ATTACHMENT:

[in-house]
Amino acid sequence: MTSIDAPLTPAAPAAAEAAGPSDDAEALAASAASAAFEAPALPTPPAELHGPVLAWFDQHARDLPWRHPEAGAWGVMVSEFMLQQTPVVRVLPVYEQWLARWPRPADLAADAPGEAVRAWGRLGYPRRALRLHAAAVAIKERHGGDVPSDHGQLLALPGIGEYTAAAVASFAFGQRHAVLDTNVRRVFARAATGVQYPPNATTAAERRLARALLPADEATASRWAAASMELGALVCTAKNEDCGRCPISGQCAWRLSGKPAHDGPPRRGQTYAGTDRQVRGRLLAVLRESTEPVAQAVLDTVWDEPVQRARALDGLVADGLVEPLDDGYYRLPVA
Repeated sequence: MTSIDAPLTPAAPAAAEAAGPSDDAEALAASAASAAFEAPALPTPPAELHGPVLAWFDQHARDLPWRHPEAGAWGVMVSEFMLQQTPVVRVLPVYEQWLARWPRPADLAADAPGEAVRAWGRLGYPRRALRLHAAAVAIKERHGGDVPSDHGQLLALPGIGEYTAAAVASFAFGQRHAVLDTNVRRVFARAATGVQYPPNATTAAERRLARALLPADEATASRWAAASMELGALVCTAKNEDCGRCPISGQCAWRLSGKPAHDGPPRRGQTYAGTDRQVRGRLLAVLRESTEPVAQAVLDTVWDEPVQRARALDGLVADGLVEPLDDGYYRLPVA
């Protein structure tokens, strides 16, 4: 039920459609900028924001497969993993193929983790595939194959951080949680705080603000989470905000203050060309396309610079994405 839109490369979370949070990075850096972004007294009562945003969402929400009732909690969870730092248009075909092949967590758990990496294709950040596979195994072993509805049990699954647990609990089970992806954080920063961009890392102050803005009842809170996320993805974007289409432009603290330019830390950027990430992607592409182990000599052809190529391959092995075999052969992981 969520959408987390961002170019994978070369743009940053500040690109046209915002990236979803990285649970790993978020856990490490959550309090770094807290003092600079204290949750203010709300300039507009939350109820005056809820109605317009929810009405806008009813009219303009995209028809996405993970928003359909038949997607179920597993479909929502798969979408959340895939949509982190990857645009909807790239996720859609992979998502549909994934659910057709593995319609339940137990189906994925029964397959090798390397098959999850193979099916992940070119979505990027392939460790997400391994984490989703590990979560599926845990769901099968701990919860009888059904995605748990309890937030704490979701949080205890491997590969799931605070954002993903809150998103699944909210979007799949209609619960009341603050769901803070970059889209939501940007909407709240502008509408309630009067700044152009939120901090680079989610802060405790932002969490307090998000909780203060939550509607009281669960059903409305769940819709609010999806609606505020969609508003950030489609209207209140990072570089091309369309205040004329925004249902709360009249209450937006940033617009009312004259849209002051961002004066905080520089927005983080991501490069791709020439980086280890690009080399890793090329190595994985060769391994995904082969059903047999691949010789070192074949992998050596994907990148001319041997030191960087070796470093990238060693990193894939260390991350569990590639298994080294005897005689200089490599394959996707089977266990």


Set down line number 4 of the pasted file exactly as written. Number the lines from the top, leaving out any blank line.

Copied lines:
């Protein structure tokens, strides 16, 4: 039920459609900028924001497969993993193929983790595939194959951080949680705080603000989470905000203050060309396309610079994405 839109490369979370949070990075850096972004007294009562945003969402929400009732909690969870730092248009075909092949967590758990990496294709950040596979195994072993509805049990699954647990609990089970992806954080920063961009890392102050803005009842809170996320993805974007289409432009603290330019830390950027990430992607592409182990000599052809190529391959092995075999052969992981 969520959408987390961002170019994978070369743009940053500040690109046209915002990236979803990285649970790993978020856990490490959550309090770094807290003092600079204290949750203010709300300039507009939350109820005056809820109605317009929810009405806008009813009219303009995209028809996405993970928003359909038949997607179920597993479909929502798969979408959340895939949509982190990857645009909807790239996720859609992979998502549909994934659910057709593995319609339940137990189906994925029964397959090798390397098959999850193979099916992940070119979505990027392939460790997400391994984490989703590990979560599926845990769901099968701990919860009888059904995605748990309890937030704490979701949080205890491997590969799931605070954002993903809150998103699944909210979007799949209609619960009341603050769901803070970059889209939501940007909407709240502008509408309630009067700044152009939120901090680079989610802060405790932002969490307090998000909780203060939550509607009281669960059903409305769940819709609010999806609606505020969609508003950030489609209207209140990072570089091309369309205040004329925004249902709360009249209450937006940033617009009312004259849209002051961002004066905080520089927005983080991501490069791709020439980086280890690009080399890793090329190595994985060769391994995904082969059903047999691949010789070192074949992998050596994907990148001319041997030191960087070796470093990238060693990193894939260390991350569990590639298994080294005897005689200089490599394959996707089977266990």